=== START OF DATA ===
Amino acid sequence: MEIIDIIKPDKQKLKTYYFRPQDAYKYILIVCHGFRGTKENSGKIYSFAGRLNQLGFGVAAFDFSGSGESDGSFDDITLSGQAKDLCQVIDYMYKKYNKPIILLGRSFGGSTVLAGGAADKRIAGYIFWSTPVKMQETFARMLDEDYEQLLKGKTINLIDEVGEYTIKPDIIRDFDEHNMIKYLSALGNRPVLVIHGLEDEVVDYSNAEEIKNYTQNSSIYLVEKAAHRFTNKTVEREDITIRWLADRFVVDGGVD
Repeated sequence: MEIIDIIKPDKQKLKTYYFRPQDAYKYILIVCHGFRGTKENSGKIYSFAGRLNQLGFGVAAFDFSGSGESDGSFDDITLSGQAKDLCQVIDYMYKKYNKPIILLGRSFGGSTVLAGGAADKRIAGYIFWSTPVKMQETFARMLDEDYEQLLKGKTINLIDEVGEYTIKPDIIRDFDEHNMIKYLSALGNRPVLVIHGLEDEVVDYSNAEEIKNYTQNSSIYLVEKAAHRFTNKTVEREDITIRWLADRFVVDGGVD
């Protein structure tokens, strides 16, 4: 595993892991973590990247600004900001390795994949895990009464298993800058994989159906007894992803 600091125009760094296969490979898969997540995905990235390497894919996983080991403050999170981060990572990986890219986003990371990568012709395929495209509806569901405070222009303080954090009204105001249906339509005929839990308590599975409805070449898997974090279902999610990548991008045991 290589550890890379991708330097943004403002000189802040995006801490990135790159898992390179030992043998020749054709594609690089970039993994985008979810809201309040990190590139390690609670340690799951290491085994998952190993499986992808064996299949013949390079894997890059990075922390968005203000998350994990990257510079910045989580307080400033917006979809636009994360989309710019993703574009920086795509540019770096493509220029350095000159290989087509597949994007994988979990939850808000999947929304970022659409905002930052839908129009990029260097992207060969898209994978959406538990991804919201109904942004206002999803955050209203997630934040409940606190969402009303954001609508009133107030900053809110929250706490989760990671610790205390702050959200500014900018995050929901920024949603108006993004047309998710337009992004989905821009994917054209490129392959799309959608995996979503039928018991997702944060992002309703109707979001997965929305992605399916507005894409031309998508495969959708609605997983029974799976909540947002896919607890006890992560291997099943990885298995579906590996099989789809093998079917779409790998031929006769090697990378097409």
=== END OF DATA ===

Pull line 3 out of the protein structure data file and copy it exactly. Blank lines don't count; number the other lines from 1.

């Protein structure tokens, strides 16, 4: 595993892991973590990247600004900001390795994949895990009464298993800058994989159906007894992803 600091125009760094296969490979898969997540995905990235390497894919996983080991403050999170981060990572990986890219986003990371990568012709395929495209509806569901405070222009303080954090009204105001249906339509005929839990308590599975409805070449898997974090279902999610990548991008045991 290589550890890379991708330097943004403002000189802040995006801490990135790159898992390179030992043998020749054709594609690089970039993994985008979810809201309040990190590139390690609670340690799951290491085994998952190993499986992808064996299949013949390079894997890059990075922390968005203000998350994990990257510079910045989580307080400033917006979809636009994360989309710019993703574009920086795509540019770096493509220029350095000159290989087509597949994007994988979990939850808000999947929304970022659409905002930052839908129009990029260097992207060969898209994978959406538990991804919201109904942004206002999803955050209203997630934040409940606190969402009303954001609508009133107030900053809110929250706490989760990671610790205390702050959200500014900018995050929901920024949603108006993004047309998710337009992004989905821009994917054209490129392959799309959608995996979503039928018991997702944060992002309703109707979001997965929305992605399916507005894409031309998508495969959708609605997983029974799976909540947002896919607890006890992560291997099943990885298995579906590996099989789809093998079917779409790998031929006769090697990378097409």